A century ago, National Underwriter -- one of the three print sister publications that help run the LifeHealthPro.com website -- ran many anguished articles by experts wondering if it would ever be possible to write profitable disability insurance.
The experts of the early 1900s wondered how insurance companies could ever make money selling policies that rewarded workers for not working.
In the 1980s and 1990s, insurers tried to get around the "moral hazard" problem -- the risk that an agreement will affect the behavior of one of the parties to the agreement in a negative way -- by focusing on insuring the income of individuals who seemed to be all but immune to malingering: young medical doctors.
Insurers assumed that doctors were healthy enough to get through medical school and internships, aware of the risk of disability more because of professional experiences than personal experiences likely to affect morbidity, and engaged in interesting, lucrative, largely self-managed work.
Why would doctors bother to make up ailments to go out on claim when they could simply choose to cut back to two or three days of work per week if they wanted more leisure time?
In the 1990s, health maintenance organizations tried to take aggressive steps to manage medical costs, and many doctors decided that being a doctor was not as much fun any more. Some doctors may have pretended to have problems they didn't have. Others suddenly made a fuss about serious chronic disorders they'd been trying to ignore for months, or years. Still others may have come down with genuine new cases of depression, crippling anxiety, heart disease or stroke because of the stress they faced.
Similar forces attacked another industry popular with individual disability insurers -- law -- and an increase the number of claims filed by doctors and lawyers hit the individual disability insurance industry like a financial epidemic.
Now, it looks as the doctors who got through the early 1990s with their practices intact are about to go through another round of winnowing.
We as a society want the finest medical care for everyone, and we want it at low prices that will be paid by someone else. Whether rightly or wrongly, we aren't much willing to emulate Europe and provide low-priced education for doctors, protection against medical liability lawsuits for doctors, rich public benefits for patients who are the unlucky victims of the fact that medical treatment sometimes goes wrong, or subsidized housing or other living expense subsidies for doctors.
At this point, our main national health care cost control strategy is to tell doctors and hospitals, "Hey, provide care for 15% more patients for less money, and, buy the way, you've got to shift to the ICD-10 coding system and feed hundreds, maybe thousands of paper files per patient into electronic health record (EHR) systems. Maybe, once you've done all that EHR work, will give you enough cash to buy a nice new car. Live it up, buddy."
In the long run, the shift might be good for the overall efficiency of the U.S. health care system, but, in the short run, the pressure on doctors is likely to be about as intense as the gravity on the surface of a black hole. Some practices may cross the financial event horizon and never been seen again.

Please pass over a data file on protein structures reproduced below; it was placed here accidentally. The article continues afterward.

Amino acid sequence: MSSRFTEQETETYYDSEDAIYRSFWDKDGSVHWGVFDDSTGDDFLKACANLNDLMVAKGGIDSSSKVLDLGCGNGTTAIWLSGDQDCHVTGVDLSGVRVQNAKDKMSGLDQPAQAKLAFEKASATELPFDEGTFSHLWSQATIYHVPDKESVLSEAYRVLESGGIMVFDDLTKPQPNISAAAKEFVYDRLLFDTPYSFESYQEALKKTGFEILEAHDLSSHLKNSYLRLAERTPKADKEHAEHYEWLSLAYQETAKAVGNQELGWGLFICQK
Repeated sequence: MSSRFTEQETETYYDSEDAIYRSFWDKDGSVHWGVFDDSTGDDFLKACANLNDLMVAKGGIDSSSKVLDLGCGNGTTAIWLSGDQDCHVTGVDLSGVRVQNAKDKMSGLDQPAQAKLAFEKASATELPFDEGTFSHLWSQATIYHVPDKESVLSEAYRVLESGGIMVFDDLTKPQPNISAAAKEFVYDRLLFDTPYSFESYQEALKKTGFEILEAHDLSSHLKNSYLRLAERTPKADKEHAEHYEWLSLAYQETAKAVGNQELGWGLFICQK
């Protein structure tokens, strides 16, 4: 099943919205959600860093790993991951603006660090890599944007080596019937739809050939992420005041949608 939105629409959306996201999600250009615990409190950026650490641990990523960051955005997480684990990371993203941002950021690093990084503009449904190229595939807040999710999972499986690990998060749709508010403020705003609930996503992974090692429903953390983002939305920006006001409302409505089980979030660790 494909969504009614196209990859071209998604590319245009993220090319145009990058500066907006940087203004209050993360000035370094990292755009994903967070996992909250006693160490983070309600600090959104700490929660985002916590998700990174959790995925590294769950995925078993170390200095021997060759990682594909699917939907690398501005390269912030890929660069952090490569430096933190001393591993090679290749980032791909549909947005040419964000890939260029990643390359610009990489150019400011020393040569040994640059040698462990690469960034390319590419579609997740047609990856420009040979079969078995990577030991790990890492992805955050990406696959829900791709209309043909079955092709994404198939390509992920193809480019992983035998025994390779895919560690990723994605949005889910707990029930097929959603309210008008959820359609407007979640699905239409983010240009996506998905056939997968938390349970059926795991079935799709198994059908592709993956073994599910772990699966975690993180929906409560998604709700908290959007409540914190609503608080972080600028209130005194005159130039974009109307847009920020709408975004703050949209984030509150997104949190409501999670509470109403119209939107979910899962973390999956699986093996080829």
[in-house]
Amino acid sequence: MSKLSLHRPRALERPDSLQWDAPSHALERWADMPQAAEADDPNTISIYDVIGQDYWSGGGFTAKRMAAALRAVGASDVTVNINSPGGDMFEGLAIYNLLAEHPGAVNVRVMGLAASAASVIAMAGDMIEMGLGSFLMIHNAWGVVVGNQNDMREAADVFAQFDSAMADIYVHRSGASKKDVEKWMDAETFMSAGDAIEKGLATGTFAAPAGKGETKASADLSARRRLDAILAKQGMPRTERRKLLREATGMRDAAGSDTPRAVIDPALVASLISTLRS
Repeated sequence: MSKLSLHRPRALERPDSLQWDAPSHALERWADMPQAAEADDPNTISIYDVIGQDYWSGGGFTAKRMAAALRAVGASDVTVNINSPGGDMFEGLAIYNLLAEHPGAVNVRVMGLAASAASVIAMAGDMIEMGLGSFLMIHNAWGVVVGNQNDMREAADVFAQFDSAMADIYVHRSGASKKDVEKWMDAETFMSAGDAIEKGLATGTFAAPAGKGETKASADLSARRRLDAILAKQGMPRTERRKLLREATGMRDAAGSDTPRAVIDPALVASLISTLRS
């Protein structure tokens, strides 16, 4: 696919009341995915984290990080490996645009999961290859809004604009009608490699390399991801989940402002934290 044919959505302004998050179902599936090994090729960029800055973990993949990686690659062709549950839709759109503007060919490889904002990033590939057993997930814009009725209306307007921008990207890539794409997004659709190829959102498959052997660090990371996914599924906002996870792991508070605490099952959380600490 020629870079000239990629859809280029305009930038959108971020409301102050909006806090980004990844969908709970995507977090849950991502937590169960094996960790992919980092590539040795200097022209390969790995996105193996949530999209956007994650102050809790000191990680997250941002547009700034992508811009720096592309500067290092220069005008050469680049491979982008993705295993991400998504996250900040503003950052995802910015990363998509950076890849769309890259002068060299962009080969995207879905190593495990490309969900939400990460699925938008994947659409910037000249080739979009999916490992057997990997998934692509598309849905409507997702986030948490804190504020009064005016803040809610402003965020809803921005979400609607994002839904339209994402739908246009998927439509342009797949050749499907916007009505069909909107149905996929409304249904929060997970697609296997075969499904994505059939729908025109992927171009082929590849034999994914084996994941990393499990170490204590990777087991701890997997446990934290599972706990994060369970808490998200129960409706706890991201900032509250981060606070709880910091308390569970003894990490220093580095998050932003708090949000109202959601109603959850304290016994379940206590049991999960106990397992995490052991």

In the 1970s, the stereotype was the doctors were all rich.
A few days ago, a reporter at CNNMoney started a story with the lead "Doctors in America are harboring an embarrassing secret: Many of them are going broke."
Even doctors who continue to have high incomes may face new sources of misery.
The push for doctors in small and midsize practices to participate in "accountable care organizations" -- teams of providers that try to treat patients on a whole-patient basis, rather than a fee-for-service basis -- could hit physicians in the gut, by replacing the unpleasant task of doing battle with faceless health insurers with the even more unpleasant task for fighting over money with local doctors and hospital administrators that they play golf with and car pool with.
Insurers have taken a number of steps to protect themselves against a repeat of the problems that occurred during the 1990s, by, for example, imposing limits on coverage for mental and nervous conditions and for subjective conditions.
But it seems reasonable to ask whether, for example, the new pressure to convert to electronic health records will lead to some physicians at small or understaffed practices to develop carpal tunnel syndrome and blurry vision from trying to enter, or at least, check, many of the records themselves. Will sleep deprivation related to an increase in workload cause or aggravate objective conditions, such as lack of exercise, obesity and high blood pressure, that will, in turn, lead to an increase in the number of doctors with disability insurance who suffer heart attacks. strokes and disabling car accidents?
Maybe disability insurers could help conscientious doctors who try to deal with the new requirements the right way -- by doing more, better work for less money, rather than by finding ways to game the system -- by helping policymakers figure out when doctors are just whining and when they are really being crushed by unrealistic expectations.
No one wants to ration care, but, at a certain point, we have to create some mechanism, whether it's cold, pitiless, but imminently rational market forces, or cyborg clones of Kathleen Sebelius standing at the doors to physicians' offices with flaming copies of the Patient Protection and Affordable Care Act, to limit the amount of care and related services physicians provide to the amount they can actually provide without dropping dead from exhaustion.